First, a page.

A nuclear medicine bone scan shows the effects of injury or disease (such as cancer) or infection on the bones. A nuclear medicine bone scan also shows whether there has been any improvement or deterioration in a bone abnormality after treatment.

A radioactive material (radiopharmaceutical) is injected into a vein, attaches to the bones and is detected by a special camera (gamma camera) that takes images or pictures that show how the bones are working. Bone scans image both the structure and the active cell growth of the bones, so are often used in conjunction with other imaging e.g. X-rays, computed tomography (CT) or magnetic resonance imaging (MRI).

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If you’ve never had a Nuclear Bone Scan you might not know what to expect and this brief guide is designed to answer the questions that might be in your mind.

  • It’s important that you tell us before the scan if you:
  • are (or might be) pregnant or breastfeeding.
  • recently had a test that used barium.
  • taken an over-the-counter medication containing bismuth (such as Pepto-Bismol).
  • Drink extra fluids and empty your bladder often between the injection and scan.
  • You may need to stop taking certain stomach and narcotic medications 2 days before the study.
  • You will also need to have a temporary IV set up.
  • Please confirm your appointment by phone 24 hours before your scan and arrive in plenty of time.
  • You’re welcome to bring a friend or a relative with you, but for safety reasons, we don't normally allow them into the examination room.
  • Don’t forget to bring your appointment letter with you.
  • Once you have checked in at reception, a member of the radiography team will meet you, explain the procedure, go through your safety questionnaire with you and ask you to sign a consent form.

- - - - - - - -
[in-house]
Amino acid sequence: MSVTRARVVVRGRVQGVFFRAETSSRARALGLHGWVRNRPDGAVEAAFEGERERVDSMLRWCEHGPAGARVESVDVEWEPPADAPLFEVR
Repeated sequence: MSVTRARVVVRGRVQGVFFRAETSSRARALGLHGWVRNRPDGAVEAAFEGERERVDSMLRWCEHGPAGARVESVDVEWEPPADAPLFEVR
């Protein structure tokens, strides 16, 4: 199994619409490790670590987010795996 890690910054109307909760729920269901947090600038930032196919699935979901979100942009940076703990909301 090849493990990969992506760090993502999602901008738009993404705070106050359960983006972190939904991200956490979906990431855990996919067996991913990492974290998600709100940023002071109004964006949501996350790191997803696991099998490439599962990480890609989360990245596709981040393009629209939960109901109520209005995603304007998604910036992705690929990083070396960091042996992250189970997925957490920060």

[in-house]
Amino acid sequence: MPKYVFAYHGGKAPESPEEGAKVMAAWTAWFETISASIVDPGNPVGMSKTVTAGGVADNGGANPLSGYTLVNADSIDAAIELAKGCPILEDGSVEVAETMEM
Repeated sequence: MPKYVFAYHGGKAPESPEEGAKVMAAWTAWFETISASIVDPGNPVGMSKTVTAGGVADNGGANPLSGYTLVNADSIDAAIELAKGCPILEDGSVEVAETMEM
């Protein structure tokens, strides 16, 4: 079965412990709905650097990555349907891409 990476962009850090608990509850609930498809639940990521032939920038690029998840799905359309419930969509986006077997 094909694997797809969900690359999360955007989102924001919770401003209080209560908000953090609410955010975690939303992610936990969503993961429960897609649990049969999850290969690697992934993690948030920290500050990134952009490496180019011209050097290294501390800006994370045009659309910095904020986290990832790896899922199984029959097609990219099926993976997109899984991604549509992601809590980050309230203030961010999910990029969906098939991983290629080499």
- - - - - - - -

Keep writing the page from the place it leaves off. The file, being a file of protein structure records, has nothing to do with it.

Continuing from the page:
• You will have the opportunity to ask any questions.
  • We might ask you to change into an examination gown.
  • You will receive an injection of a small amount of radiopharmaceutical into a vein and then images are taken with the gamma camera.
  • Throughout the procedure, you will be looked after by the radiography team. They will explain what’s happening and will be there if you experience any discomfort.
  • The examination should take up to 5 hours.
  • The technologist operating the equipment will be able to see and hear you throughout the procedure.
  • Your technician will position you on a table, with the camera positioned above and below you imaging the entire length of your body taking 15 minutes.
  • For safety reasons, we won’t normally allow anyone accompanying you to come into the examination room whilst you are having your procedure.
  • It is extremely important that you remain as still as possible for best results.
  • There are no restrictions on normal activity, you can eat and drink normally, drive and return to work immediately after the scan.
  • The small amount of radioactive tracer will lose its reactivity or pass through your urine.
  • Drink plenty of water to help flush it out of your system.
  • A radiologist will examine the images shortly after your visit and send a report to your doctor or consultant, normally within a few days.
  • For ethical and professional reasons, we cannot discuss results with you. Only your doctor or consultant can do this